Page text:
|Numéro de publication||US8115475 B2|
|Type de publication||Octroi|
|Numéro de demande||US 12/565,457|
|Date de publication||14 févr. 2012|
|Date de dépôt||23 sept. 2009|
|Date de priorité||23 sept. 2009|
|État de paiement des frais||Payé|
|Autre référence de publication||US8736252, US20110068773, US20120086435|
|Numéro de publication||12565457, 565457, US 8115475 B2, US 8115475B2, US-B2-8115475, US8115475 B2, US8115475B2|
|Cessionnaire d'origine||Electrical Reliability Services, Inc.|
|Exporter la citation||BiBTeX, EndNote, RefMan|
|Citations de brevets (32), Citations hors brevets (9), Classifications (9), Événements juridiques (4)|
|Liens externes: USPTO, Cession USPTO, Espacenet|
The present invention relates to assemblies and methods for online partial discharge testing, and more particularly to assemblies and methods of installing such assemblies for conducting online partial discharge testing.
Partial discharge sensing can be used to assess the condition of power cables. More particularly, partial discharge sensing can be used to detect deterioration of insulation of power cables by detecting high frequency currents that are created by small gaps, voids, cracks or other degradation in power cable insulation. Online partial discharge sensing refers to time domain and frequency domain testing conducted on objects that remain electrically energized during testing.
Typically, a partial discharge sensing system includes a partial discharge sensor, a signal analyzer, and a signal cable for carrying electrical signals between the sensor and the signal analyzer. In order to conduct a partial discharge test, an operator positions the sensor at a test location on a power cable. Known online partial discharge testing systems utilize split-core sensors, which require the operator to clamp the split core sensor around the energized power cable. Next, the operator manually conducts a partial discharge test using the signal analyzer.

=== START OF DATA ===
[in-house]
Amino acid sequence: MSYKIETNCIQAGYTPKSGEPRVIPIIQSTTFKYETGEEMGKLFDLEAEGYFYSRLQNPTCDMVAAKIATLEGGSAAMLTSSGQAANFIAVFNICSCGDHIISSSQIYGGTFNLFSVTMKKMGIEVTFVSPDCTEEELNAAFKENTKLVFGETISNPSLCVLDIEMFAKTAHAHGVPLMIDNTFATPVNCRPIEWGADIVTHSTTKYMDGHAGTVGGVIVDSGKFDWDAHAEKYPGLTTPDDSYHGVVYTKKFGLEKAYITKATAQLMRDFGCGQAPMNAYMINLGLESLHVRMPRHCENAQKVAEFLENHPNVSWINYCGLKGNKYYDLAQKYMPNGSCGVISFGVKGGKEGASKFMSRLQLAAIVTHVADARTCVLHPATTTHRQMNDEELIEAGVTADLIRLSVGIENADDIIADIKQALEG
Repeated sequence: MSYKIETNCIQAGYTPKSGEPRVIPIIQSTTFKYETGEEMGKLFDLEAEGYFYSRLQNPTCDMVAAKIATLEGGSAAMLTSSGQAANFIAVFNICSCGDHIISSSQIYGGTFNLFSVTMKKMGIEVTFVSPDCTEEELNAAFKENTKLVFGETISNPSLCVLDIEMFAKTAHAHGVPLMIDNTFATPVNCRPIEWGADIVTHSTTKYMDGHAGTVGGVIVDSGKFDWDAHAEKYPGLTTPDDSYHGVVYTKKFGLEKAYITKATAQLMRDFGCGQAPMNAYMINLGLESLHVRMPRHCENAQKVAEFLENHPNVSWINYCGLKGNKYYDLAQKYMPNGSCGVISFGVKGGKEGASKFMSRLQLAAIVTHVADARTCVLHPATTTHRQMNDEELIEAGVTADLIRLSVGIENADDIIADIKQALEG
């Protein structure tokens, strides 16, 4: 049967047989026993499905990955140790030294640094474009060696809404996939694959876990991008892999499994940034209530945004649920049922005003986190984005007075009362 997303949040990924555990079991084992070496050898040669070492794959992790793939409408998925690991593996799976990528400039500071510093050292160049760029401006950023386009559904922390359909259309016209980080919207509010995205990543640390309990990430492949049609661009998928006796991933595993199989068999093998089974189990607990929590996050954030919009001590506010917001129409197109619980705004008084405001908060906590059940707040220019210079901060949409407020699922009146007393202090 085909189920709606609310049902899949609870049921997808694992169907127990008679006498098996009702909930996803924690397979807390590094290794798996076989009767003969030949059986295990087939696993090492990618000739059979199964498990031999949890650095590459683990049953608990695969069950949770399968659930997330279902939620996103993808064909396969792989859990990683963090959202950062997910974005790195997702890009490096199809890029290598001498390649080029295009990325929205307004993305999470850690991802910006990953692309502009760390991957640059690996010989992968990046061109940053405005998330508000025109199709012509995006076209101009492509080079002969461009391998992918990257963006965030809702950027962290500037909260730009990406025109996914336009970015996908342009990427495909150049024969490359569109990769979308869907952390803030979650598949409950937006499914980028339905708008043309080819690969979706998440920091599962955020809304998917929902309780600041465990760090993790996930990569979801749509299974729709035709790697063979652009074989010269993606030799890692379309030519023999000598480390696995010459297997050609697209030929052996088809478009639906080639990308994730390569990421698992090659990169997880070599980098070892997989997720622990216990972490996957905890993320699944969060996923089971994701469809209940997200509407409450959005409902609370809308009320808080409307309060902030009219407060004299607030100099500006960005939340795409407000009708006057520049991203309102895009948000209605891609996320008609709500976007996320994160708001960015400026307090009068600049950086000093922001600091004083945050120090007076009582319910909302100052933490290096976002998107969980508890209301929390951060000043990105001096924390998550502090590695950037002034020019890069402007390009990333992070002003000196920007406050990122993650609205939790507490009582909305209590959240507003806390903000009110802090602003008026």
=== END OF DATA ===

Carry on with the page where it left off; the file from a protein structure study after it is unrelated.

In order to conduct testing on power cables using a known split-core sensor, the operator must be in close proximity to the energized power cables and other charge-carrying components, which may be located within an enclosure that limits operator access and maneuverability. This presents a safety hazard to operators, who risk electrical shock, electrocution, arc blast, and other serious injury from such electrically energized equipment. Operators typically wear protective coverings, such as protective gloves, etc. However, even with protective coverings, it is desired to keep operators as far away from energized equipment as possible to promote operator safety. Yet connecting online partial discharge testing equipment for a distance presents numerous difficulties, including ease of use for operators wearing protective coverings (e.g., thick protective gloves that restrict manual dexterity).
Thus, an alternative online partial discharge testing assembly is desired.
An apparatus according to the present invention for online partial discharge testing includes a split-core radio-frequency current transformer sensor, an actuation subassembly, and a biasing member. The current transformer sensor has a first portion, a second portion, and a sensor hinge operably engaged between the first portion and the second portion. The actuation subassembly includes an elongate first member secured to the first portion of the current transformer sensor, a second member secured to the second portion of the current transformer sensor and configured to be movable relative to the first member, and a third member engaged with the second member and configured to be movable relative to the first member. The biasing member is configured to pivotally bias the first portion and the second portion of the current transformer sensor toward each other relative to the sensor hinge, with the biasing member secured relative to the first member.
In general, the present invention relates to an online partial discharge testing assembly for testing high and medium-voltage power cables, which can facilitate detecting deterioration of insulation of the power cables. The assembly includes an actuation subassembly that allows an operator wearing protective coverings to open and close a split-core current transformer (CT) sensor from a distance. The actuation subassembly can be manipulated using a gripping device. Further details of the present invention will be appreciated in view of the disclosure that follows.